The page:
I took all this (a simple cut & paste procedure) from America Online's "SPIN online" feature. I don't think SPIN has this anywhere on the web. So, this is for all you non-aol'ers.
With their new album Retreat From the Sun, and their single "Minneapolis," the LA-based That Dog is currently all the rage in power/pop circles. Fellow Brentwood School alumnist-to-be/SPINonline copy editor Judy Coleman (SPINmag@aol.com) spoke with lead singer/songwriter/femme fatale Anna Waronker about forming the band, the Liz Phair syndrome and, of course, how the Go-Go's Charlotte Caffey changed her life.
"I think I could be locked in a room anywhere and freak out and [still] write songs," said Waronker, singer-guitarist-guiding force for That Dog. "[After high school] I was living with a friend of mine, and we just started writing lyrics. We didn't play any instruments at the time, but we started writing lyrics, and we already had the name of the band at the time, and we came up with it as a concept."
About six months later, Waronker decided to get serious about the band, so she called former classmate Rachel Haden, who would become That Dog's bassist, to enlist her help. Eventually Rachel's twin sister, violinist Petra, and drummer Tony Maxwell, a friend of Waronker's older brother, joined in and helped to birth one of L.A.'s most popular bands. Five years and three albums later, That Dog have toured the world and climbed the charts. Their most recent release, Retreat From the Sun, has elicited critical raves and national attention.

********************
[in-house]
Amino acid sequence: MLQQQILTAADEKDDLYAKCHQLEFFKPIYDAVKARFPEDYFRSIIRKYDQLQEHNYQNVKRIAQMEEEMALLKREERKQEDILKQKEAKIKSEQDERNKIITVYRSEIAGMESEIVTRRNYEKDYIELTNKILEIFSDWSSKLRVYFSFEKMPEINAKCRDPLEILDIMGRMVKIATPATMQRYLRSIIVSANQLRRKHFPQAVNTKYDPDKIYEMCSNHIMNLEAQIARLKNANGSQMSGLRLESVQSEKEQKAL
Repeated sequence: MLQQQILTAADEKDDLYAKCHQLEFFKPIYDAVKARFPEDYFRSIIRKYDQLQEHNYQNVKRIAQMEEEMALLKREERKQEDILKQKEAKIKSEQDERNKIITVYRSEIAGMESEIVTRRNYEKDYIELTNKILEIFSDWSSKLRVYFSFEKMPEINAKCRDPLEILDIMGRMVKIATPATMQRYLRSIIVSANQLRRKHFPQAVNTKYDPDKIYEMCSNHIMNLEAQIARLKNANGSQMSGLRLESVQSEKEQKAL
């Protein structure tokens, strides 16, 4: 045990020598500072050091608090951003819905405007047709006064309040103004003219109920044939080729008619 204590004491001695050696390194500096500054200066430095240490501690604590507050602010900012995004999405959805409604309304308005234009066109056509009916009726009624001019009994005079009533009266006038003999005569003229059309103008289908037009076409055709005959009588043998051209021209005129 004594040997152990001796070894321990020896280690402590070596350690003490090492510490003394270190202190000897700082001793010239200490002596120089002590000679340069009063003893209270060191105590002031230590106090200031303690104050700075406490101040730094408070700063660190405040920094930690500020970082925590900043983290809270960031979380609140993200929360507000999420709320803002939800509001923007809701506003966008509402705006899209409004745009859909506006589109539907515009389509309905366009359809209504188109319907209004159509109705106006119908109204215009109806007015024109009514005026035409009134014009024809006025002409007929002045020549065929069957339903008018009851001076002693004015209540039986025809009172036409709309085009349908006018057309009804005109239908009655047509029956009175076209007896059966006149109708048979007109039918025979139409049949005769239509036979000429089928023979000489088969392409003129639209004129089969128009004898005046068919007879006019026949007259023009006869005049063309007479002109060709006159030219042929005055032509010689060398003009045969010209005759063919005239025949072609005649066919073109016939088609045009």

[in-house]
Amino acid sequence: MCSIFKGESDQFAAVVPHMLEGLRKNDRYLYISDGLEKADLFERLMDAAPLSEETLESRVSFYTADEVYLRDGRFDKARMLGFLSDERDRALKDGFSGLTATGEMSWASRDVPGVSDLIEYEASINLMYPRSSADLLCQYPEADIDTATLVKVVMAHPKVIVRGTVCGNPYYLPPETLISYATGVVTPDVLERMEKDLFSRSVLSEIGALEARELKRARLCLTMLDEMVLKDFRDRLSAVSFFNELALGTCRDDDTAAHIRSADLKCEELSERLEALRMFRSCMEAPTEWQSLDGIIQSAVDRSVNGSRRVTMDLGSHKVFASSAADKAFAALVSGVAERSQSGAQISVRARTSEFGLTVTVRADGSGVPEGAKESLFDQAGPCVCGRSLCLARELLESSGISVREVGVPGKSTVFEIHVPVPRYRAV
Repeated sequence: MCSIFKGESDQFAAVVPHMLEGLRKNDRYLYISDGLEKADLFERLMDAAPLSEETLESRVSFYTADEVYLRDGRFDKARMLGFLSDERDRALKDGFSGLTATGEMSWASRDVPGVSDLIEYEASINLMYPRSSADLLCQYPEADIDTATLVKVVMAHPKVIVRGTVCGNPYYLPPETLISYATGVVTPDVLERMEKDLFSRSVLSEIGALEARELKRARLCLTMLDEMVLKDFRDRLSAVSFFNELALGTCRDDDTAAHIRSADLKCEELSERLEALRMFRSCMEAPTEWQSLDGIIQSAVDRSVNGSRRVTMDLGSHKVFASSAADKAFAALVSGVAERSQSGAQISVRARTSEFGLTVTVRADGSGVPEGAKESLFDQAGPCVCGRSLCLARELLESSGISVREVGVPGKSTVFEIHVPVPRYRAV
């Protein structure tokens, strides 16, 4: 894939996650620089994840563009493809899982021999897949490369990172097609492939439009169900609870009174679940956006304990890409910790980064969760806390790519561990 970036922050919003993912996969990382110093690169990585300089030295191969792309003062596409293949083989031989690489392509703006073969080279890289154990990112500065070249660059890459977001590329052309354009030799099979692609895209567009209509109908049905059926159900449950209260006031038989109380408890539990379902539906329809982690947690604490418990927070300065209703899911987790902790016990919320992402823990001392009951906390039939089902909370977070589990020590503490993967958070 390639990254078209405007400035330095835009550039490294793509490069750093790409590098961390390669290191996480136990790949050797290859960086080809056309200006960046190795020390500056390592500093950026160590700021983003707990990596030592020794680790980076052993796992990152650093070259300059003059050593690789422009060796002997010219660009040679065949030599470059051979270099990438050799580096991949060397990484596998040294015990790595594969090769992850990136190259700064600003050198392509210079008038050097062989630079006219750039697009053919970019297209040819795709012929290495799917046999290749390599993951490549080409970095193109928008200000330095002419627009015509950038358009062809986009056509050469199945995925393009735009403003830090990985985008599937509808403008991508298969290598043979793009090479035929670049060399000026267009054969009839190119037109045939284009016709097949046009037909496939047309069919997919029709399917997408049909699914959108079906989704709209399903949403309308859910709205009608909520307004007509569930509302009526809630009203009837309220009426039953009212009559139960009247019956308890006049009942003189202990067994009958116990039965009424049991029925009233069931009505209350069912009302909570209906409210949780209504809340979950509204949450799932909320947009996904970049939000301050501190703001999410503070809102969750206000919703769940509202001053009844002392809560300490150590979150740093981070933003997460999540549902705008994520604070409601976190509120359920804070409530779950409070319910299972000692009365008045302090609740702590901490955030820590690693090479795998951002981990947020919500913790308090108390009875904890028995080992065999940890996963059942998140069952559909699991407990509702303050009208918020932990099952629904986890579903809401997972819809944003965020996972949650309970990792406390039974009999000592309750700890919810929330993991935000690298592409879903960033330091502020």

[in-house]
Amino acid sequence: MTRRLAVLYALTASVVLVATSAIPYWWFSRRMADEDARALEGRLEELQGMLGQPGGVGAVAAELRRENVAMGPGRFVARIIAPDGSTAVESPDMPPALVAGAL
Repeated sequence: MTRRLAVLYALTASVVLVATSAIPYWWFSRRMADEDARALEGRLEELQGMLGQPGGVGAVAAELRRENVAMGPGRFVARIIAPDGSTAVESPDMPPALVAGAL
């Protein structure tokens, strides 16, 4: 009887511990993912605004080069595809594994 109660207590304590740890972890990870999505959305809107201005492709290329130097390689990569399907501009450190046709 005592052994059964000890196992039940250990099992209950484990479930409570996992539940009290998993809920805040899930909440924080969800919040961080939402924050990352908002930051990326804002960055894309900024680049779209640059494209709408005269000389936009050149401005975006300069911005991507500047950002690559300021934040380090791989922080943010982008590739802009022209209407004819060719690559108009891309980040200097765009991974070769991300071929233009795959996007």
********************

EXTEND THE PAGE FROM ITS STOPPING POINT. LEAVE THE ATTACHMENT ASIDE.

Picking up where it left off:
Originally written for a solo project of Waronker's, the songs from Retreat represent a breakthrough in the maturity and complexity of her songwriting. Waronker attributes her musical "revelation" to boyfriend Steve McDonald of Redd Kross. She said, "He was the inspiration for changing my style, because his songs are really well-crafted... and I kinda felt like, 'Oh wow. I'm not doing that, and I should be doing that because he does that and I'm really proud of him for it.'"
Afraid that the band would not want to follow her new songwriting direction, Waronker intended her first step out of the noise and randomness of That Dog's first two albums to be indepent of the band. But to her pleasant surprise, the band shared her feelings. "That's part of the why I wanted to make a solo record, because I wasn't sure if they wanted to go in that direction. After the fact I realized that they wanted to too. So that was fortunate."
For this record, Waronker decided to employ infamous indie producer Brad Wood, and ended the band's history of self-production. "[On That Dog's eponymous debut,] I basically didn't know what I was doing. [Recording] definitely changed my life because we produced it. I had a lot of input in that department, and we mixed it. I just had really strong visions about what I wanted to do with it. [For Retreat,] I wanted to reinvent what I was doing, so I thought working with a producer would be good just to change it up a bit, take the pressure off me and everybody else and make it a different experience."
Because of her work with Wood and her thin but frank vocals, Waronker has garnered countless comparisons to Liz Phair, but regards them as a double-edged sword. An admirer of Phair and her songwriting, Waronker doesn't think she sounds like the reigning indie queen, and in some ways resents the vagueness of the postulate. "It's a little bit insulting because [critics will] do that with anybody, [for] any woman they do that. They will compare you to any other women they think of. And the Brad Wood thing kinda gave it away, but I'd prefer [the Liz Phair analogy] to other comparisons, like Veruca Salt, which never made any sense."